The bank manager was unable to identify the robbers, but he did give the police a general description of the men's age, height, and build. The head teller picked out Robert Matthews, Jr., at a lineup and she also identified him at trial. One of the other employees who was locked in the rest room by the robbers identified both defendants at a lineup and also in court. One of the woman who was stopped in the parking lot identified Robert Matthews at a lineup and at trial.
At trial a passerby testified that he had noticed a white Ford van parked a few blocks from the bank at 8:00 or 8:05 on the morning of the robbery. A few minutes later he drove by again and saw a police car and a policeman examining a Toyota. He stopped to tell the police about the van, which was gone. The police put out a radio call describing the van.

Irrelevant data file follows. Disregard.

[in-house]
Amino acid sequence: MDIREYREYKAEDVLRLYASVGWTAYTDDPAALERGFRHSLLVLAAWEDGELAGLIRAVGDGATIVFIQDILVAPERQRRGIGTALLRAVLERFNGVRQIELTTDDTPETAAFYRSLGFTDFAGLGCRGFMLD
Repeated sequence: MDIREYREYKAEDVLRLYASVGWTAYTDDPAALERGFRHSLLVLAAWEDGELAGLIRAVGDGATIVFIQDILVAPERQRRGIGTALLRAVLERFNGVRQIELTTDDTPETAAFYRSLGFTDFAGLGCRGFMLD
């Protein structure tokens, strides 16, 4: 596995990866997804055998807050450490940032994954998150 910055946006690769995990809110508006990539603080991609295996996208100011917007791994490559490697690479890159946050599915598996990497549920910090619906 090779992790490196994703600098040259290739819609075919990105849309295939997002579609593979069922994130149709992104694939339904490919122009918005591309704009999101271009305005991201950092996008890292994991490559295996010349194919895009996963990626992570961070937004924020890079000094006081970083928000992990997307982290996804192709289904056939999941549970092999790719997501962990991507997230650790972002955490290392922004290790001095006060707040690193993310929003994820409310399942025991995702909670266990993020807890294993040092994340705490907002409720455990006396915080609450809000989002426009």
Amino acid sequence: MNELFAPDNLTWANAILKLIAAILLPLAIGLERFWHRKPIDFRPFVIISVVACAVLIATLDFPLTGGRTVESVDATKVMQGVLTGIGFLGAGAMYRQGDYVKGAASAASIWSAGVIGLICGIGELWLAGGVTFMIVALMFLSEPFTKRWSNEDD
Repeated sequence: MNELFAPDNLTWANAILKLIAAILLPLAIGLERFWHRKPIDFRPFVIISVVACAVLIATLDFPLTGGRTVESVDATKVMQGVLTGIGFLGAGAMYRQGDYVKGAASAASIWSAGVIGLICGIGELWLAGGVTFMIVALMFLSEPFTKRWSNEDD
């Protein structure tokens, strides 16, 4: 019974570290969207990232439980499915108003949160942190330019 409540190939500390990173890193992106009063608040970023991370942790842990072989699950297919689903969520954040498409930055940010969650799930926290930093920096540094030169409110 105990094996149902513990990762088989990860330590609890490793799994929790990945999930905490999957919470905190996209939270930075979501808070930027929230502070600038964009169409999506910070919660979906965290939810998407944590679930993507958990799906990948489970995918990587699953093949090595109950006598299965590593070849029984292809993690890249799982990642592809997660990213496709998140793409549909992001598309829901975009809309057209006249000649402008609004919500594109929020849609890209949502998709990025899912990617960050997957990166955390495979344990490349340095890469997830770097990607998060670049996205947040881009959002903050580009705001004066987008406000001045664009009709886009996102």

An FBI agent observed a white van which fit the description at about 8:45 that morning approximately 11 miles from the bank. He recorded the license numbers and saw that it was occupied by two black males.
A check of the license registration showed that the van was owned by Robert Matthews, Jr. After considerable investigation of this and five earlier bank robberies, FBI agents obtained Federal search warrants for the home of Robert Matthews and the home of Howard Matthews, his brother. In Howard Matthews' home they found $47,000 in two padlocked trunks. Some of the money was bound by wrappers with the bank's name on them. The keys to the trunks were found on Howard Matthews when he was arrested.